The Queen's last corgi has passed away in Windsor Castle at the age of 12

It's no secret the queen of England is a proud and loyal animal lover. Not only is the 92-year-old a patron of the Zoological Society of London, but she has also spent her life caring for horses and dogs in her spare time.

Now, after more than 70 years of keeping corgis, the queen's last one has passed away. A royal spokesperson confirmed to the Daily Mail that Whisper, a 12-year-old male corgi, died at Windsor Castle last week.

 

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The queen adopted Whisper in 2016 when his original owner (the former gamekeeper of Sandringham) Bill Fenwick passed away. They quickly became close friends, with reports saying the dog regularly followed the queen from room to room and around the castle.

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Whisper's death comes just eight months after the queen's second-last corgi, Willow, passed away in April. Willow, who was a direct descendant of the monarch's first ever corgi Susan, died from cancer at the age of 14.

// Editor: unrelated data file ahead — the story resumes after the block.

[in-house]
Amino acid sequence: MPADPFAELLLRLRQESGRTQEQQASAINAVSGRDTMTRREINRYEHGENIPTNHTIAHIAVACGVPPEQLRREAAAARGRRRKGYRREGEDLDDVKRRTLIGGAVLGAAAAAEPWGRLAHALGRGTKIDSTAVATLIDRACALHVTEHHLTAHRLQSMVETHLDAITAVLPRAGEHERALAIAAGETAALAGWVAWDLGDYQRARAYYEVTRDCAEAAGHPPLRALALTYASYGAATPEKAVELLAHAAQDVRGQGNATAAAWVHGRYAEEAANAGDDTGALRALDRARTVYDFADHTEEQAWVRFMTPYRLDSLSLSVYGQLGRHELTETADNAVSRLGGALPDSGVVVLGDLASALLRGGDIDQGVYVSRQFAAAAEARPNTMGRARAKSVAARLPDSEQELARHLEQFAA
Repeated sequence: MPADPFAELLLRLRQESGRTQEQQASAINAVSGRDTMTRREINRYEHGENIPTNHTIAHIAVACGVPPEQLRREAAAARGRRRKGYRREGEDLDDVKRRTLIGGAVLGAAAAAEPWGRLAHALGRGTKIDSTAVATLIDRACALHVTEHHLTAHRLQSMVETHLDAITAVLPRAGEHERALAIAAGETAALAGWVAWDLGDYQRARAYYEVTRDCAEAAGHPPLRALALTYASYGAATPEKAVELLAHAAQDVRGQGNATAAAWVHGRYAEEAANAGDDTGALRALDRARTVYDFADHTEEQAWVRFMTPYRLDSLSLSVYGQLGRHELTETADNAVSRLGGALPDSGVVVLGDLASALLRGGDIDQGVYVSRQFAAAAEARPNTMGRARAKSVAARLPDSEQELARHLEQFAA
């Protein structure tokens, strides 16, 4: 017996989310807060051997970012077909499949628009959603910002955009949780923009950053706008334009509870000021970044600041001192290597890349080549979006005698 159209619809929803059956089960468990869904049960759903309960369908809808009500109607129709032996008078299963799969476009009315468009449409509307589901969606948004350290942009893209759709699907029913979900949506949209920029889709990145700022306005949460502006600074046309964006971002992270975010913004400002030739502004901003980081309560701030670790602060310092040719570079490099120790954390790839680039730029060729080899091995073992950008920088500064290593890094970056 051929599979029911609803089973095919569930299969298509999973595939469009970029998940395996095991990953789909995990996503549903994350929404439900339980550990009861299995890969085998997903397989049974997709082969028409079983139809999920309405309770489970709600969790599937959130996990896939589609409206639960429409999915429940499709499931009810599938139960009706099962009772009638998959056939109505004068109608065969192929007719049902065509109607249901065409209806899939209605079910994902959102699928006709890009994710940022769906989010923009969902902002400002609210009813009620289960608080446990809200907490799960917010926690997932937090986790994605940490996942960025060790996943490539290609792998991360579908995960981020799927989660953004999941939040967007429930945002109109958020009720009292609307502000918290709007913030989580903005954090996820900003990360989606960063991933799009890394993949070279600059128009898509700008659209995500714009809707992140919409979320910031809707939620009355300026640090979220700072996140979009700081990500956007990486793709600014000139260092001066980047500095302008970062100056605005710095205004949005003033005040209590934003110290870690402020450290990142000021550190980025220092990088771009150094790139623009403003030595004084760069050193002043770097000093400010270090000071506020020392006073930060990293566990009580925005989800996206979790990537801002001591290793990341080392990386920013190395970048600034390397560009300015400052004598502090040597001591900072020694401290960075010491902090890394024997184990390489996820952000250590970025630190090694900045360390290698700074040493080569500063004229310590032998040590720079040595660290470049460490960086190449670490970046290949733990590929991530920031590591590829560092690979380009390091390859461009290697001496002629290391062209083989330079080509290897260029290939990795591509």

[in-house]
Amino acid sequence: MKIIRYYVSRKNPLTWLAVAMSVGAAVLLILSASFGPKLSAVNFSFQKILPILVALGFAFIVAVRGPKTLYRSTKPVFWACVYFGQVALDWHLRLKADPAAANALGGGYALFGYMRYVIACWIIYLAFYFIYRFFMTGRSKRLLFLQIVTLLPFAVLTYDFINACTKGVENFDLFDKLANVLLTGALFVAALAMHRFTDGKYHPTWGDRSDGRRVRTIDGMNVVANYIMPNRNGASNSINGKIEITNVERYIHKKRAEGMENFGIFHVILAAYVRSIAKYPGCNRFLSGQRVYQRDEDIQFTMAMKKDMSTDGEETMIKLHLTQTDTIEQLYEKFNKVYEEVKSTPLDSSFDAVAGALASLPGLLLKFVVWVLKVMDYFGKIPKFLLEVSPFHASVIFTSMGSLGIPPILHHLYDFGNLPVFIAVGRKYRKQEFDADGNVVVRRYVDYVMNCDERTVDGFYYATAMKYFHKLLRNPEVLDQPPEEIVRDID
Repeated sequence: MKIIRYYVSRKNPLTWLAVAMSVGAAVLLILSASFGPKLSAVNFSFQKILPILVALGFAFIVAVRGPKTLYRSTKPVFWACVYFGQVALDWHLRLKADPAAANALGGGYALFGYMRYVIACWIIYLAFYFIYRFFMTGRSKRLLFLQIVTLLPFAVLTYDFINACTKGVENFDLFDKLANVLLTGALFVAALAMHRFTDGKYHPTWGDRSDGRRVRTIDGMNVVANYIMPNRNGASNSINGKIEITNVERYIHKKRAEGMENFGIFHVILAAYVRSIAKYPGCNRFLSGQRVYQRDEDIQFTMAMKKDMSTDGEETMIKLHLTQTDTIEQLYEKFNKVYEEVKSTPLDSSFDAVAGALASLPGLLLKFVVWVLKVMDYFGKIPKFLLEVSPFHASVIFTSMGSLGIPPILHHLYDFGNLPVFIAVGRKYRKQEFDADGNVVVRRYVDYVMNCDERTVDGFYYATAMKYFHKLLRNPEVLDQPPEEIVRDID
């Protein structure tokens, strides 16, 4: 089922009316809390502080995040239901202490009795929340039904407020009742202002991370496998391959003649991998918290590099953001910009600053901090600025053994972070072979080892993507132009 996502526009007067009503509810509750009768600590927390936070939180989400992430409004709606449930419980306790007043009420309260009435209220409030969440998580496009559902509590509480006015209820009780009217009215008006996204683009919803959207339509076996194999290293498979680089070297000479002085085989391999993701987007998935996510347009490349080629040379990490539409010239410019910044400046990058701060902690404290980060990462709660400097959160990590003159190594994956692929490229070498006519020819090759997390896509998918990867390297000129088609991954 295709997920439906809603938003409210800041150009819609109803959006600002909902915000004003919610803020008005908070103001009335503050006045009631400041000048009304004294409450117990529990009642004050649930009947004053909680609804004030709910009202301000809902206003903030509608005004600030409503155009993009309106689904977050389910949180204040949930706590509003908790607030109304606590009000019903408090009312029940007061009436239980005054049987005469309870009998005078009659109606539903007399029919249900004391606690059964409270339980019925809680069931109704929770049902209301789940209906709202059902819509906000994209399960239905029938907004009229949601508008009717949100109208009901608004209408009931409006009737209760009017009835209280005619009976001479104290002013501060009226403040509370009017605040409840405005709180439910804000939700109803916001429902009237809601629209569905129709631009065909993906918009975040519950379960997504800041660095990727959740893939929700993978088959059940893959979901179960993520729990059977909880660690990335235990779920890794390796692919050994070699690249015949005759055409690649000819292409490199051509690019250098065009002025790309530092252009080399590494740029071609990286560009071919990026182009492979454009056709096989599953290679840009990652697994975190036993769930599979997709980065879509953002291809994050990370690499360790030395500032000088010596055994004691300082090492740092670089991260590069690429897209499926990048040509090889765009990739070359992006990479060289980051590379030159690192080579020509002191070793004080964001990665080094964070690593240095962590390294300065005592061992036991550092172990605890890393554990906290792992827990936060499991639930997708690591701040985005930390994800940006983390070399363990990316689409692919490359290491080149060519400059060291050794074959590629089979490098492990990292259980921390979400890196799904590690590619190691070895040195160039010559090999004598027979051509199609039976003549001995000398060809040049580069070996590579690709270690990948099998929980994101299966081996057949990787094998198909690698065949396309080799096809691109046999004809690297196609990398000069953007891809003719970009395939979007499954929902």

Why a corgi?

Queen Elizabeth II has had a particular fondness for corgis because it was the preferred breed of her father, King George VI. In fact, it was her father who gifted her first corgi, Susan, in 1944; when the now-queen was just 18-years-old.

Since then, the royal has bred and kept more than 30 corgis in her home; most of whom were direct descendants of Susan herself. She has also kept labradors and dachshunds; with her two remaining dogs – dorgis called Vulcan and Candy – being crosses between dachshunds and corgis.

 

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An end to Susan's line

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Despite her love for the breed, the queen decided to stop breeding corgis five years ago. Her first reason for this was a fear of tripping over an excitable puppy in her old age; secondly, she worried about who would care for the dogs after her death.

While Susan's family line may have come to an end, her legacy will live on in the many photos the queen has had taken (including this special edition cover of Vanity Fair, in celebration of the royal's ninetieth birthday).

 

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Top photos: The Queen via the royal family on Instagram, and corgi via Pixabay.com

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